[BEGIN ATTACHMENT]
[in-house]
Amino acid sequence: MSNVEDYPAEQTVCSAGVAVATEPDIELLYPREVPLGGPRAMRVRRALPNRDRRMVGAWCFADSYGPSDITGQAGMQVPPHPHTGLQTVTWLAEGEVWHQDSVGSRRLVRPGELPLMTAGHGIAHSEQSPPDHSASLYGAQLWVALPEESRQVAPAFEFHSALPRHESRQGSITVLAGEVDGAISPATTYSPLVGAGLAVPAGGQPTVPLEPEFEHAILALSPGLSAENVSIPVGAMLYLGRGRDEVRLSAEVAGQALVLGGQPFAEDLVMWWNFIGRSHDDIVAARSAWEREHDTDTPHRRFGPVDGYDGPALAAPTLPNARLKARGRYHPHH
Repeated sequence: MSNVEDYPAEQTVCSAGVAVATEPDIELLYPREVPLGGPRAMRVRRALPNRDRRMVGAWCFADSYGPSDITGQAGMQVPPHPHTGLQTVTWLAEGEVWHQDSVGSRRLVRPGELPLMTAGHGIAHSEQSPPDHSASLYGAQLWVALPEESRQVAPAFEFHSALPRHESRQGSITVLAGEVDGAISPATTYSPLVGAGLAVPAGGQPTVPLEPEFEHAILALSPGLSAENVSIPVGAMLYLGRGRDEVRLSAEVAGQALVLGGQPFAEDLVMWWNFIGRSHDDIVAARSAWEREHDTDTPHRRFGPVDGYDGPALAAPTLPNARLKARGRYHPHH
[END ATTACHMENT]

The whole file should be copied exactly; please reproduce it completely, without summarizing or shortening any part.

[in-house]
Amino acid sequence: MSNVEDYPAEQTVCSAGVAVATEPDIELLYPREVPLGGPRAMRVRRALPNRDRRMVGAWCFADSYGPSDITGQAGMQVPPHPHTGLQTVTWLAEGEVWHQDSVGSRRLVRPGELPLMTAGHGIAHSEQSPPDHSASLYGAQLWVALPEESRQVAPAFEFHSALPRHESRQGSITVLAGEVDGAISPATTYSPLVGAGLAVPAGGQPTVPLEPEFEHAILALSPGLSAENVSIPVGAMLYLGRGRDEVRLSAEVAGQALVLGGQPFAEDLVMWWNFIGRSHDDIVAARSAWEREHDTDTPHRRFGPVDGYDGPALAAPTLPNARLKARGRYHPHH
Repeated sequence: MSNVEDYPAEQTVCSAGVAVATEPDIELLYPREVPLGGPRAMRVRRALPNRDRRMVGAWCFADSYGPSDITGQAGMQVPPHPHTGLQTVTWLAEGEVWHQDSVGSRRLVRPGELPLMTAGHGIAHSEQSPPDHSASLYGAQLWVALPEESRQVAPAFEFHSALPRHESRQGSITVLAGEVDGAISPATTYSPLVGAGLAVPAGGQPTVPLEPEFEHAILALSPGLSAENVSIPVGAMLYLGRGRDEVRLSAEVAGQALVLGGQPFAEDLVMWWNFIGRSHDDIVAARSAWEREHDTDTPHRRFGPVDGYDGPALAAPTLPNARLKARGRYHPHH